This is a two-part article – read part 1 here.
A companion to greenwashing is ‘astroturfing’ – a practice intended to give people or organisations undue environmental credibility by infiltrating or creating supposedly trustworthy platforms while withholding information about their true interests or funding.
Their spokespeople are unquestioningly introduced on the BBC or welcomed by publications with a vested interest in business as usual as respectable objective commentators. This is undoubtedly because the right-wing press is staffed with editors allied to Tufton St who give spokespeople for the think tanks, such as the Global Warming Policy Foundation’s Andrew Montford or Matt Ridley, a regular platform for denial. And since Richard Sharp, an alumnus of the Centre for Policy Studies was appointed Chair of Governors (albeit for a short tenure), the BBC has embedded Conservative enforcers such as Robbie Gibb to make sure they are heard.
Climate denying Global Warming Policy Foundation funder Michael Hintze’s generous gift to the Natural History Museum, which led to the grand entrance being named after him, has made him an unassailable member of the establishment. ‘Making Nature History’ would seem to be a new direction for the museum.
Google’s connection with ‘Big Oil’
By far the most insidious and far-reaching scandal, involving both greenwashing and astroturfing, is that presented by search engines.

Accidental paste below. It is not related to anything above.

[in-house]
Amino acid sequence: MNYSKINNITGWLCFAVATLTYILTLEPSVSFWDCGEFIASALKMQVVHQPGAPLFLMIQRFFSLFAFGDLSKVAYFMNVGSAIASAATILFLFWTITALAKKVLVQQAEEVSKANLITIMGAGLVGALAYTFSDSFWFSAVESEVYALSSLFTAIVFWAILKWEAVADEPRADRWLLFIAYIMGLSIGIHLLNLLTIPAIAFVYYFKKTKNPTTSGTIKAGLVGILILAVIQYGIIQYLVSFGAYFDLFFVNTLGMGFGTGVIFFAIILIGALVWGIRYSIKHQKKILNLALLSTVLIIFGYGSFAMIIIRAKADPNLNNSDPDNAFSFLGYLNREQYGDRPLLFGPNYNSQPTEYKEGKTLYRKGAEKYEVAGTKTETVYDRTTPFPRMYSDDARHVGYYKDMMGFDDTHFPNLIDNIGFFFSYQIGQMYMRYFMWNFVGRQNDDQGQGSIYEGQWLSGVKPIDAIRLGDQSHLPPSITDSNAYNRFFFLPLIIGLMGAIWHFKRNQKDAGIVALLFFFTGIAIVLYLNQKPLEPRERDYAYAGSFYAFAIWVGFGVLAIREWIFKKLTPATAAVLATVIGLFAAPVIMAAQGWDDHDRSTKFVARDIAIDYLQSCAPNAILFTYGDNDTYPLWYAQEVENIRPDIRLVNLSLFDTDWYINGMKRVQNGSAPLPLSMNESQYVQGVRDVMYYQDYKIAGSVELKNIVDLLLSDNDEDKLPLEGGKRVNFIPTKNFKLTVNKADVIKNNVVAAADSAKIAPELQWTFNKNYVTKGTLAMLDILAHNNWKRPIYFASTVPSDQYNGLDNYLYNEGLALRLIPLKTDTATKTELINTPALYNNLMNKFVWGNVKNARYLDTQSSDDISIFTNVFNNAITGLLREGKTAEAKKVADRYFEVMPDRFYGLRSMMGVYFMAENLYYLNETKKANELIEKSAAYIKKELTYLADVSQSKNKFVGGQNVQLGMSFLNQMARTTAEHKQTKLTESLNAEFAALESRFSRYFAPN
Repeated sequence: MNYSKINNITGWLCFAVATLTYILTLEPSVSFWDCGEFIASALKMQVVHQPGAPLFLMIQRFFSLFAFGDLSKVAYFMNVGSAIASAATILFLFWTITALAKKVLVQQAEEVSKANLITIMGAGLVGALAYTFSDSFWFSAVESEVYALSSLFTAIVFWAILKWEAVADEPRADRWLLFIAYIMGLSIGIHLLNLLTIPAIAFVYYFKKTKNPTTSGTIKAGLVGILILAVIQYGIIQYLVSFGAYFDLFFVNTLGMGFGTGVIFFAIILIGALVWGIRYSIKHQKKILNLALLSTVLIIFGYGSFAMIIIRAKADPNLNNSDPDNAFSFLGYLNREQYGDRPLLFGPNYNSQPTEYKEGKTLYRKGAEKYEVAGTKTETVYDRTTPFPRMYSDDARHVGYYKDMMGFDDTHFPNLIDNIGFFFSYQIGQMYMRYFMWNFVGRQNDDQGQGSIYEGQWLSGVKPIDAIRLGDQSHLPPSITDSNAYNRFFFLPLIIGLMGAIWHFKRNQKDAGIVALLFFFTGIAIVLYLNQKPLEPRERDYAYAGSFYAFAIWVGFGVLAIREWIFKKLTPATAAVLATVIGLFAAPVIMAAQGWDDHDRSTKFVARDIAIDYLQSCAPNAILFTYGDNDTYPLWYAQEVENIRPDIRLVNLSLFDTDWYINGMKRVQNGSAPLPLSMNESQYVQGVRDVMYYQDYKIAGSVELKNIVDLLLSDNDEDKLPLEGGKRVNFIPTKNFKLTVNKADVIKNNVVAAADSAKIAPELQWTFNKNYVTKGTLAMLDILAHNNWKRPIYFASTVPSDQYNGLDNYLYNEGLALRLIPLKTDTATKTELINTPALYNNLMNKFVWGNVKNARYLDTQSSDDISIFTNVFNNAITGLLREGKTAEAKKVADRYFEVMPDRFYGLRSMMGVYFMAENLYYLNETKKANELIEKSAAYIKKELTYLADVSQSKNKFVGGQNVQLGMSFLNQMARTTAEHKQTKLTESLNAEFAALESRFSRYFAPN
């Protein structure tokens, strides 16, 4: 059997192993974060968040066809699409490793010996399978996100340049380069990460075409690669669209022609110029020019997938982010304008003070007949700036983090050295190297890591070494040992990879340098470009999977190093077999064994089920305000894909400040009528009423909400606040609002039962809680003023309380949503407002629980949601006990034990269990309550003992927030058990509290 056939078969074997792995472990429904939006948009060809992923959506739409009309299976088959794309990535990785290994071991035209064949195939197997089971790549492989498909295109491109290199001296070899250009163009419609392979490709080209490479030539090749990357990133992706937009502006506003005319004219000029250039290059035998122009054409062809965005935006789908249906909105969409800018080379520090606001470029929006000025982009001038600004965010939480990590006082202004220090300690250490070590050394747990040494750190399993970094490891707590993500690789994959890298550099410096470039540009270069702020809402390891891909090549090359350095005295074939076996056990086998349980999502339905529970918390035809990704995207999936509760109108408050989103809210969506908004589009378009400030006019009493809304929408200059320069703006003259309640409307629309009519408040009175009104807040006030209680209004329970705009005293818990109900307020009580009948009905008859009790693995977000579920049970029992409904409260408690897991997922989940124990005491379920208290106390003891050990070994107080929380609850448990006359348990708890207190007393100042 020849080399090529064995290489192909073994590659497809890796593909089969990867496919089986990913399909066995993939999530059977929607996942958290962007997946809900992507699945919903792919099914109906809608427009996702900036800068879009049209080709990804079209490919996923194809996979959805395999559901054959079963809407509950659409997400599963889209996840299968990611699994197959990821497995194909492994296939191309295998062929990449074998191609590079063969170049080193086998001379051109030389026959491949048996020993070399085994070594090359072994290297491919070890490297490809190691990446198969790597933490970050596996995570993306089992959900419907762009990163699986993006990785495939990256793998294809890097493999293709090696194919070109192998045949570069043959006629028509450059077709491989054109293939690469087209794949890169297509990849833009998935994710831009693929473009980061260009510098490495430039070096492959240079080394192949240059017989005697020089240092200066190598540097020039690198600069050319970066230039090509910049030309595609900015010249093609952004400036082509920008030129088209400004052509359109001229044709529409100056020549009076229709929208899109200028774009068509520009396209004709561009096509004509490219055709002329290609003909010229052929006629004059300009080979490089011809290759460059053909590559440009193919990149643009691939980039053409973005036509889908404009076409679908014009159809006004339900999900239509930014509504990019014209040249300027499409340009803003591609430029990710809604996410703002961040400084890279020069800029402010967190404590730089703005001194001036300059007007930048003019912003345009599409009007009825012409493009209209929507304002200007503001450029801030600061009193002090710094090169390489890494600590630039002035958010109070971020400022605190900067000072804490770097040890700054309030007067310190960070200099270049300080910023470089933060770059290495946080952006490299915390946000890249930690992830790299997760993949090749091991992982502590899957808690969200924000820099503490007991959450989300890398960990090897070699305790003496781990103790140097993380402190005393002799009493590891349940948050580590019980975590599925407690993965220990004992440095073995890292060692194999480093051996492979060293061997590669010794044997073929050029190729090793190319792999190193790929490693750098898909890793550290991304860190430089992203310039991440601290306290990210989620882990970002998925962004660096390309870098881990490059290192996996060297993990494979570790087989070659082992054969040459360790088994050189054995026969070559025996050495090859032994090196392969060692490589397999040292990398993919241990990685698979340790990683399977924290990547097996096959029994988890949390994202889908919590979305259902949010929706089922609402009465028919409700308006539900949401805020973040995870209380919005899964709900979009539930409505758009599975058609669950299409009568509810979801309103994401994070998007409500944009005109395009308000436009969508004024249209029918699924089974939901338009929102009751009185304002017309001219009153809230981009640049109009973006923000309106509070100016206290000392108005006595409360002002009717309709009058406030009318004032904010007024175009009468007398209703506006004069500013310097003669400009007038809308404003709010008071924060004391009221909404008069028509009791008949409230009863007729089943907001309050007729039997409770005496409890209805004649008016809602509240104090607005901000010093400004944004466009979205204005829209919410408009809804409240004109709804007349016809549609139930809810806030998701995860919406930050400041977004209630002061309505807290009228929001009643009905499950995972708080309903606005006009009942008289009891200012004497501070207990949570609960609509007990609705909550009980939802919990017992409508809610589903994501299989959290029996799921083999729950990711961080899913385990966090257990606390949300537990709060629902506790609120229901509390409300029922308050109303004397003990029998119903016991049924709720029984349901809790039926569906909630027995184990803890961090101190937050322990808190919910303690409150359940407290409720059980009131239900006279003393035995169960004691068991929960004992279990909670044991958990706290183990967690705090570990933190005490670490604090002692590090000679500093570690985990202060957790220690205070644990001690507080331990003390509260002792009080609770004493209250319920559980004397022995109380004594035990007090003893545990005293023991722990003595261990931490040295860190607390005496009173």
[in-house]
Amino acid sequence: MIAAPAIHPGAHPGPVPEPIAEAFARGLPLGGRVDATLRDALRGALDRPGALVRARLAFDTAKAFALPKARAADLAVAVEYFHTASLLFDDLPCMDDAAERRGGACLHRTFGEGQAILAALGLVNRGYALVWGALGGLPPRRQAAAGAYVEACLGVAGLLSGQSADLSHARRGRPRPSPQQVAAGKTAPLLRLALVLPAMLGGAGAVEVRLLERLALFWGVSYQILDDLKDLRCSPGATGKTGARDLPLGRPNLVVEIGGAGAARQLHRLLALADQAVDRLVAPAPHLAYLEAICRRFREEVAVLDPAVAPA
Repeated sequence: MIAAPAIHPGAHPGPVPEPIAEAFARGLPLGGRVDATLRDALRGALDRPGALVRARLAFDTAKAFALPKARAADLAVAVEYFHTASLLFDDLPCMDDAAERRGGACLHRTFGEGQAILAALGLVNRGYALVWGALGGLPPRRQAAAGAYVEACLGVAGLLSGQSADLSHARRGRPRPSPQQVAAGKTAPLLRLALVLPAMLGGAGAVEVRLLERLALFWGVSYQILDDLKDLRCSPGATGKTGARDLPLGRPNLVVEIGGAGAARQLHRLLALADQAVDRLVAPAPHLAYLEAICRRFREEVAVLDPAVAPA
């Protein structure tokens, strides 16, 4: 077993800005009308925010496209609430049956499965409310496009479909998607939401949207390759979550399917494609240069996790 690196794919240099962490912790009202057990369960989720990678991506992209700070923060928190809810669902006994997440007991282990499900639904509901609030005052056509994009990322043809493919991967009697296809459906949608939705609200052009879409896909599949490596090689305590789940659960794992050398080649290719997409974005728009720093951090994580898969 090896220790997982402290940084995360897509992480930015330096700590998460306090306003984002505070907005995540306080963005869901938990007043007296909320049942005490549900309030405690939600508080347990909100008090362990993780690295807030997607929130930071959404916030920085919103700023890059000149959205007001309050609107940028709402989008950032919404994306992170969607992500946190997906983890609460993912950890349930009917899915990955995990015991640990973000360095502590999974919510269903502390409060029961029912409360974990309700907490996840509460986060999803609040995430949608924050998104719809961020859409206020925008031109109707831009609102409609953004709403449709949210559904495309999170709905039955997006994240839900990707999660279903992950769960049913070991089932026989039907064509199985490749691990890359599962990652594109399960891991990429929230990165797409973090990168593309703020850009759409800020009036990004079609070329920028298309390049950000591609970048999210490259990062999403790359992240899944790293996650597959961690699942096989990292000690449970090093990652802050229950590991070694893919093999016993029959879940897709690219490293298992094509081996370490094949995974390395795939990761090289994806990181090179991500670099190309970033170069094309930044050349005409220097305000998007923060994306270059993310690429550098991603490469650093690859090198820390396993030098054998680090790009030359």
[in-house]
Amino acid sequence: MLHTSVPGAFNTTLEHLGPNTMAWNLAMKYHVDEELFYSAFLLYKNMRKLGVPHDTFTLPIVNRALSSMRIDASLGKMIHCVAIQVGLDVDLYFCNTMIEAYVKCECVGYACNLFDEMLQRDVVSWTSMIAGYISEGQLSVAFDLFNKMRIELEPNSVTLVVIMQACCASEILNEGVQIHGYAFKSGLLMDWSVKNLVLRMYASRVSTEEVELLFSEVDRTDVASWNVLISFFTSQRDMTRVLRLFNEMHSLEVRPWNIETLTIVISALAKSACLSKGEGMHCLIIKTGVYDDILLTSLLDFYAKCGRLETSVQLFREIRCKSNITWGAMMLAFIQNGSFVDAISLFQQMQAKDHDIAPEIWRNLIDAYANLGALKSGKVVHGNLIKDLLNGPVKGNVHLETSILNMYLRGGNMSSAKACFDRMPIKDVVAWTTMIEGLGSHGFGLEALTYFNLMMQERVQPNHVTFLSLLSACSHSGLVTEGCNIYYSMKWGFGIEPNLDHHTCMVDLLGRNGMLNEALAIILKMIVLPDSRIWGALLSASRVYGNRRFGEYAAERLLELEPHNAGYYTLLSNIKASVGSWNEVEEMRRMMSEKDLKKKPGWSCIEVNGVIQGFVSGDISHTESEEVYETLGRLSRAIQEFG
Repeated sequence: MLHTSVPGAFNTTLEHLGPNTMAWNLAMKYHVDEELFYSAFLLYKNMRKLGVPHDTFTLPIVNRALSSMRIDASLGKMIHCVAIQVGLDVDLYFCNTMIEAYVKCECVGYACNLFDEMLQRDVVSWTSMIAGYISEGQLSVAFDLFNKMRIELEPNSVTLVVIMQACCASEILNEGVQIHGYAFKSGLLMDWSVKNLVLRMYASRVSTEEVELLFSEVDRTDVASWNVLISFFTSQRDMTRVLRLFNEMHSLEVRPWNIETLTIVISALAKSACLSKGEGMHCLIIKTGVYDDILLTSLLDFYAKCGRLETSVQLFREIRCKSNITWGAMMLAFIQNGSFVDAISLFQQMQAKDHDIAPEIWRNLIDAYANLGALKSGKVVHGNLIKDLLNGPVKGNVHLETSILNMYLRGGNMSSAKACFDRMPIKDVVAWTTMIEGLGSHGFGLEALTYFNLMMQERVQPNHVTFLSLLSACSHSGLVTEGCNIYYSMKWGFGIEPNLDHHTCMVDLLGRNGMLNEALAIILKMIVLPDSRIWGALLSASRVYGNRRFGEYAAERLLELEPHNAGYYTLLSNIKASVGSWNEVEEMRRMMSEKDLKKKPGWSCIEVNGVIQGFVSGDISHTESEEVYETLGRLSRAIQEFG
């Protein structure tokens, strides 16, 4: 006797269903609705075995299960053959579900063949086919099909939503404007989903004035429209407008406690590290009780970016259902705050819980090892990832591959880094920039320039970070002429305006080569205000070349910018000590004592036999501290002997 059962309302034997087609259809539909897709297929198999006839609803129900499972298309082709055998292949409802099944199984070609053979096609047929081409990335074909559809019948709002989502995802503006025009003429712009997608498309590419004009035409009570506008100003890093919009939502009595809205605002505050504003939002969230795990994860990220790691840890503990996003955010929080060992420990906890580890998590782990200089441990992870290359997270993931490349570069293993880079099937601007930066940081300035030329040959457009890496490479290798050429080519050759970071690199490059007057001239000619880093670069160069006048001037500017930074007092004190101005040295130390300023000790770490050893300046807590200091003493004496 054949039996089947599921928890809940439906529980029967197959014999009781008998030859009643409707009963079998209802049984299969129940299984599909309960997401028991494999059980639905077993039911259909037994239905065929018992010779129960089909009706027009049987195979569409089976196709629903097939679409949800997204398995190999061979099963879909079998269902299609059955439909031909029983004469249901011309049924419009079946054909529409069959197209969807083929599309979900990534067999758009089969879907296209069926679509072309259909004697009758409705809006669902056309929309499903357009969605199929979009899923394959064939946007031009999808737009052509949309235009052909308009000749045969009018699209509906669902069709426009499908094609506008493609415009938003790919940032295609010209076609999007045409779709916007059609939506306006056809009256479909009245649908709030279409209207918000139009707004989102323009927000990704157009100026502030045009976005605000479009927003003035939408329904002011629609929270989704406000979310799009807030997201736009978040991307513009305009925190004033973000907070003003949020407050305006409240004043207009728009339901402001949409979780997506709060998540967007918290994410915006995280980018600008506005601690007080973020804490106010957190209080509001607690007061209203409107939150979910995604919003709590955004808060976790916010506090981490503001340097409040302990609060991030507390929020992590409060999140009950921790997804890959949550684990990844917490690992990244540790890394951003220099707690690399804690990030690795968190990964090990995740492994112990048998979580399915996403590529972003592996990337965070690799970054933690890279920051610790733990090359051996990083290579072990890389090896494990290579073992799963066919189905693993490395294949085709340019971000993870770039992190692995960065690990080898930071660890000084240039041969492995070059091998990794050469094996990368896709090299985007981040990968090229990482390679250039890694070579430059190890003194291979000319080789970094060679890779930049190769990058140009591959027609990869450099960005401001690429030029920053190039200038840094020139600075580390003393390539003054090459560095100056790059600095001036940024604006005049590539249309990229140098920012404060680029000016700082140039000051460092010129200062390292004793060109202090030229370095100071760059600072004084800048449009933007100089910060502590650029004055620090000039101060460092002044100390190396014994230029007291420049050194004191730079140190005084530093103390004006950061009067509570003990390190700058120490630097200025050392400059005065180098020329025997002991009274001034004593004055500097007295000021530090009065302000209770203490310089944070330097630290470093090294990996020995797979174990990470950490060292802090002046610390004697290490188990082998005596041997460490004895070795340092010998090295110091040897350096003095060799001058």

Google bestrides the globe. Whether academics or shoppers, we all rely on one of the most useful tech advances of the last 20 years. Almost a monopoly as gatekeepers to knowledge, the company would seem to take the duties of this exalted position seriously. In their mission statement they declare nobly:
“We never provide special treatment to advertisers in how our Search algorithms rank their websites, and nobody can pay us to do so […] We believe you should be able to trust what you find using Google.”
That brazen promise has been found to be a lie following a 2022 investigation by the Centre for Countering Digital Hate (CCDH), a non-profit NGO based in the US with a mission to take on the promoters of online hate and misinformation.
Google states categorically that searches, “reflect what the online community believes is important, not what we or our partners think you ought to see”, and that “no one can buy better placement in the search results themselves.”
However, in this report, the CCDH systematically details how Google, in spite of its commitment to sustainability, is complicit in Big Oil’s attempts to greenwash/astroturf its image by selling companies the application of search descriptors such as ‘sustainable’ and ‘renewable’, and “by allowing fossil fuel giants to advertise on searches like ‘how to reduce greenhouse gas emissions?’, ‘eco-friendly companies’, and ‘net zero.”
This subterfuge not only casts companies in an ‘eco-friendly’ light, it pushes their results to the top of the search page. The prominence then lends them undeserved authority.
Using the data analytics tool SEMrush, their investigation showed that, “nearly half of the $23.7 million spent on Google search ads by five major oil and gas companies in the last two years have targeted search terms on environmental sustainability.”
This includes occasions when users ask about the validity of the science or political choices.
Encouraging climate denial through ads
We have long known that, since the seventies, fossil fuel companies have been involved in a massive cover up as they attempted to downplay their culpability in climate breakdown.